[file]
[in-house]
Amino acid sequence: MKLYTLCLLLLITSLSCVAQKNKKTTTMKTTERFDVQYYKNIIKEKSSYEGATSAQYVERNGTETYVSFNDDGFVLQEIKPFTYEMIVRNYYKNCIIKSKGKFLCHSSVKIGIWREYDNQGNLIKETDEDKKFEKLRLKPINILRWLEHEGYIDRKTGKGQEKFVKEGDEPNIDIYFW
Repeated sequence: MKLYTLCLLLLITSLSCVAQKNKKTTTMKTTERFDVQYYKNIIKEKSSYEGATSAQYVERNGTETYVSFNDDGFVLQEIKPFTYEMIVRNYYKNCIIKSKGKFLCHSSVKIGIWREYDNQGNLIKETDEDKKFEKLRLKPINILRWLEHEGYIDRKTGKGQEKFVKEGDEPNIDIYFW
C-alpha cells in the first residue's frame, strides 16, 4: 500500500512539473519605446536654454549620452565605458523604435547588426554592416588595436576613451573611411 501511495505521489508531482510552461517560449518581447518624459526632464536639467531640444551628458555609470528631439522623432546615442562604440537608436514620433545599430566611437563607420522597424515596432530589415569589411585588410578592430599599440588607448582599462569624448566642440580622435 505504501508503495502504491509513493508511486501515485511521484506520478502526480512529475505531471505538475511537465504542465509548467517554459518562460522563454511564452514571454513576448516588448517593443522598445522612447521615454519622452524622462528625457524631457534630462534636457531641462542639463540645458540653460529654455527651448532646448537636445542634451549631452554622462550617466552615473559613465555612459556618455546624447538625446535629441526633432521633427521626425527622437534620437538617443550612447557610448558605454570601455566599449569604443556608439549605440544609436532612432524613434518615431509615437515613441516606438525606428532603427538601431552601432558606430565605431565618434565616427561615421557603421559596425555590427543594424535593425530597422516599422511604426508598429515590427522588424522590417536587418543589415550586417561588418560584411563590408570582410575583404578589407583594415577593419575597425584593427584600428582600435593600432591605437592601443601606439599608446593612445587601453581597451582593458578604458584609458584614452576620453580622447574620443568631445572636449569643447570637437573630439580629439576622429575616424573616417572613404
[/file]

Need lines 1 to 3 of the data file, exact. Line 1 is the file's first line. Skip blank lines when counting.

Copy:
[in-house]
Amino acid sequence: MKLYTLCLLLLITSLSCVAQKNKKTTTMKTTERFDVQYYKNIIKEKSSYEGATSAQYVERNGTETYVSFNDDGFVLQEIKPFTYEMIVRNYYKNCIIKSKGKFLCHSSVKIGIWREYDNQGNLIKETDEDKKFEKLRLKPINILRWLEHEGYIDRKTGKGQEKFVKEGDEPNIDIYFW
Repeated sequence: MKLYTLCLLLLITSLSCVAQKNKKTTTMKTTERFDVQYYKNIIKEKSSYEGATSAQYVERNGTETYVSFNDDGFVLQEIKPFTYEMIVRNYYKNCIIKSKGKFLCHSSVKIGIWREYDNQGNLIKETDEDKKFEKLRLKPINILRWLEHEGYIDRKTGKGQEKFVKEGDEPNIDIYFW